To all CUPE 104 members,


The Employer sent out an email to some of our members this week. To be clear, this email was from them, not us. We had nothing to do with it and we have no idea why they only sent it to some of you and excluded the rest of you.


CUPE, Canada’s largest public sector Union, represents over 715 000 members negotiating for public sector workers across Canada. Prior to the preparations for deeming, there were no groups in the Federal Public Service equivalent to the Telecommunications Operators or Intercept Monitor Analysts. They had to create a new group, the PO Group. We are a unique group of workers, and the Employer keeps trying to lump us into the rest of the Core Public Administration (CPA). There is nothing we can do about being hired into the CPA. However, we will never stop educating the employer about the unique public safety, first-first responder work that we all do.


As you know, we served notice to bargain on May 9, 2018. We have been transparent about all the bargaining dates as well as the work that we have been doing prior to and between those dates. We gathered information from comparator agencies all over Canada. We also searched through the current and historical collective agreements between other bargaining agents and the Treasury Board of Canada Secretariat (TBS). From this vast research and experience, we crafted and presented a first collective agreement proposal to the Employer on behalf of our members.


Since May 2021, when we first exchanges initial proposals, we have made a great deal of movement. We will discuss all of this when we either reach an impasse or a tentative agreement so that you will be fully informed before you are asked to vote on accepting or rejecting an agreement. The most recent November 8 offer that the employer referenced in their email is not acceptable.


The Employer, including TBS and the RCMP, Senior Management and Policy Centres have been in regular communications about the collective bargaining process. We believe it would be in their best interest for them to listen to their front-line managers about what they need to ensure their centres remain open. We do not know how much information they are sharing with managers, but we do know that what they recently offered is not what we need to survive.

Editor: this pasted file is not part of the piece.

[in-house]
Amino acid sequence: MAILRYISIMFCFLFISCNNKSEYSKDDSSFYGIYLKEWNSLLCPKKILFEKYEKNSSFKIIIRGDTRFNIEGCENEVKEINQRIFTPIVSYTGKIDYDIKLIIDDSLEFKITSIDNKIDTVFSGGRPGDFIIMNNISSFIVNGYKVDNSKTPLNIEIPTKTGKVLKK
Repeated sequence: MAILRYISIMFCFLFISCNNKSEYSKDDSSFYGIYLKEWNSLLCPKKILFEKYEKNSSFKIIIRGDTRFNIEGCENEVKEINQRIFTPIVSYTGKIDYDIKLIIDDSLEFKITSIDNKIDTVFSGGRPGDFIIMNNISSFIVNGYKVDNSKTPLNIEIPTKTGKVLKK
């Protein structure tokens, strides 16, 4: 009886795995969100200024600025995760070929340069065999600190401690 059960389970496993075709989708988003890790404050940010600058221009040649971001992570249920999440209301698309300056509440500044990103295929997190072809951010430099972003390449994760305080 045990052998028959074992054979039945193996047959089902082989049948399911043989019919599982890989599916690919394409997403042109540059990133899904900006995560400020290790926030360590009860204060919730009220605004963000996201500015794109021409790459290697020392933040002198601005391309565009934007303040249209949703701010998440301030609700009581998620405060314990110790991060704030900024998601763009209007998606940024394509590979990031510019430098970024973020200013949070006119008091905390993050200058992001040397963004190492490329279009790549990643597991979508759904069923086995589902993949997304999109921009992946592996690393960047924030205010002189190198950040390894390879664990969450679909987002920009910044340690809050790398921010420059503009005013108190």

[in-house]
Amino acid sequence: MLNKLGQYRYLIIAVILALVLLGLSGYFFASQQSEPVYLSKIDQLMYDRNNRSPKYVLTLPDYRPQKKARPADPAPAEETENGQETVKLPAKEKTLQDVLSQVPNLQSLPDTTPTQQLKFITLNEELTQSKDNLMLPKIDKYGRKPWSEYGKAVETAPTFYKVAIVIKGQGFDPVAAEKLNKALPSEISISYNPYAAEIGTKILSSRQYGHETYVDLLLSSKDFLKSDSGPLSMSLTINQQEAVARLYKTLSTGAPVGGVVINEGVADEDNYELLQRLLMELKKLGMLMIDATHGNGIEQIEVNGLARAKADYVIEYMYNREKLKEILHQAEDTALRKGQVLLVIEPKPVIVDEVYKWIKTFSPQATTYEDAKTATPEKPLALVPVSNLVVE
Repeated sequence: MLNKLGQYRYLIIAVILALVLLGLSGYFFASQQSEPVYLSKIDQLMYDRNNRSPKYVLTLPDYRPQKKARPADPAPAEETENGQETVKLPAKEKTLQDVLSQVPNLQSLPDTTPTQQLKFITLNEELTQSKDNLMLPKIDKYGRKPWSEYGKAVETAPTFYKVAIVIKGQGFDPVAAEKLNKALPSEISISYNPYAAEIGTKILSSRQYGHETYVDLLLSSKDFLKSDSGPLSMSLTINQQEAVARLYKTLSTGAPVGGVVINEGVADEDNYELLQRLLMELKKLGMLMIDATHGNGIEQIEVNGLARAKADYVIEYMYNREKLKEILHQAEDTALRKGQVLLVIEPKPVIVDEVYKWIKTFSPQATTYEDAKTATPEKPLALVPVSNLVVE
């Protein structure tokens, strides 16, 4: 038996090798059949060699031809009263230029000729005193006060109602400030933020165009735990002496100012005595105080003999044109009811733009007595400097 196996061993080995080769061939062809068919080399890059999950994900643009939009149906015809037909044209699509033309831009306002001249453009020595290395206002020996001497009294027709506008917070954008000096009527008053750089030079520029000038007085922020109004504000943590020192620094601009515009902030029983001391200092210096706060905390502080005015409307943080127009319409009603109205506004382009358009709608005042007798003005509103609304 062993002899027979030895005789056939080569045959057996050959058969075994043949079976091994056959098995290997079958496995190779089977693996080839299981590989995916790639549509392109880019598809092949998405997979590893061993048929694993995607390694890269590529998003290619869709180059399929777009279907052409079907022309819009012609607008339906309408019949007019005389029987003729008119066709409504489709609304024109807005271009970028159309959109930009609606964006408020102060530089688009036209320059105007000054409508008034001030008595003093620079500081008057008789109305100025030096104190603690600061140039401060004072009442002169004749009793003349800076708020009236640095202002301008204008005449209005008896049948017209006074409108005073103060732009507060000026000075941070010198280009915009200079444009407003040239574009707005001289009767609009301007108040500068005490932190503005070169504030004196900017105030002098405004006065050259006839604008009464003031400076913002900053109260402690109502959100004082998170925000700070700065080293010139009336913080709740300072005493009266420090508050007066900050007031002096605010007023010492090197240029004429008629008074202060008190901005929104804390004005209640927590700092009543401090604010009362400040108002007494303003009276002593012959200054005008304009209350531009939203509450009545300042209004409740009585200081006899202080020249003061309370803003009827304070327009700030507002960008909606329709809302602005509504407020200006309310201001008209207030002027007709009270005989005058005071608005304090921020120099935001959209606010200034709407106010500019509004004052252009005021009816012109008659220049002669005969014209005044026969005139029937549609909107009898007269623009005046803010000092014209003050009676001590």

Obviously, we are all concerned about the lag in salaries. In 2017, the employer refused to give our group the raise we were entitled to for 2015 and 2016 including the economic increases we were supposed to get with the pay package for 1.25%, 1.25% and the 2.3% market adjustment in 2016.


As you know, we were forced to file an unfair labour practice complaint with the Federal Public Sector Labour Relations and Employment Board (FPSLREB). As part of that complaint, we were able to achieve a settlement for the economic increases of 1.25% and 1.25% for 2015 and 2016. The Employer refused to settle the remaining 2.3% market adjustment we are still owed from April 1, 2016. We presented our case to the FPSLREB this past summer and we are still waiting for the decision from that hearing.


If the Employer, including the RCMP, truly recognized the impact of the salaries on morale and retention and presented us with an offer that reflected that, we would have presented you with a tentative agreement to review and ratify.


Throughout the bargaining process, we have consistently pushed back against the concessions that the Employer presented. We worked hard this week on our latest counteroffer, and we presented it back to the employer with our supporting evidence and rationale.


We still have another session planned for December 19-23. We are committed to working with the Employer to achieve a collective agreement at the table. We will continue to fight for all of us to achieve a deal that is fair and reflective of what we are worth.


Thank you for your continued support!


In Solidarity,

Your CUPE 104 executive

Kathleen, Robbin, Myles, Robb, Cyrus, Marc-Étienne, Alex, Brandon, Randy and Ron.


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